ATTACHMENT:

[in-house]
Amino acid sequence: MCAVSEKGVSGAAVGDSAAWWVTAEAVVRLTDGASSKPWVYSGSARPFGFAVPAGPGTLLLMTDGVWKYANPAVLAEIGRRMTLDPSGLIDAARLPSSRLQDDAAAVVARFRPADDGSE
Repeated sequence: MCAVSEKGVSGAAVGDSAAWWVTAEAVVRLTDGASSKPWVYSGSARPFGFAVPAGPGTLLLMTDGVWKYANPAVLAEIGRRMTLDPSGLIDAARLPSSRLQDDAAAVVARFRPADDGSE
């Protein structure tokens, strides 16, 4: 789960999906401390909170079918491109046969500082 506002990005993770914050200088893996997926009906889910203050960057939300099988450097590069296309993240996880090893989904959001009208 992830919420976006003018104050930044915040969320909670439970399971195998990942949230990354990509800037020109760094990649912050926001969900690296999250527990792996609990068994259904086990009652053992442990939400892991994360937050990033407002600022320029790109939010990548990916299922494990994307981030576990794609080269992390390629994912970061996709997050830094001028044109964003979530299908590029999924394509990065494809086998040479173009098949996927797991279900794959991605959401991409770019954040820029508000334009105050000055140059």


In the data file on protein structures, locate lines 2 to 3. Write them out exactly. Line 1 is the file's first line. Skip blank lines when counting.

Amino acid sequence: MCAVSEKGVSGAAVGDSAAWWVTAEAVVRLTDGASSKPWVYSGSARPFGFAVPAGPGTLLLMTDGVWKYANPAVLAEIGRRMTLDPSGLIDAARLPSSRLQDDAAAVVARFRPADDGSE
Repeated sequence: MCAVSEKGVSGAAVGDSAAWWVTAEAVVRLTDGASSKPWVYSGSARPFGFAVPAGPGTLLLMTDGVWKYANPAVLAEIGRRMTLDPSGLIDAARLPSSRLQDDAAAVVARFRPADDGSE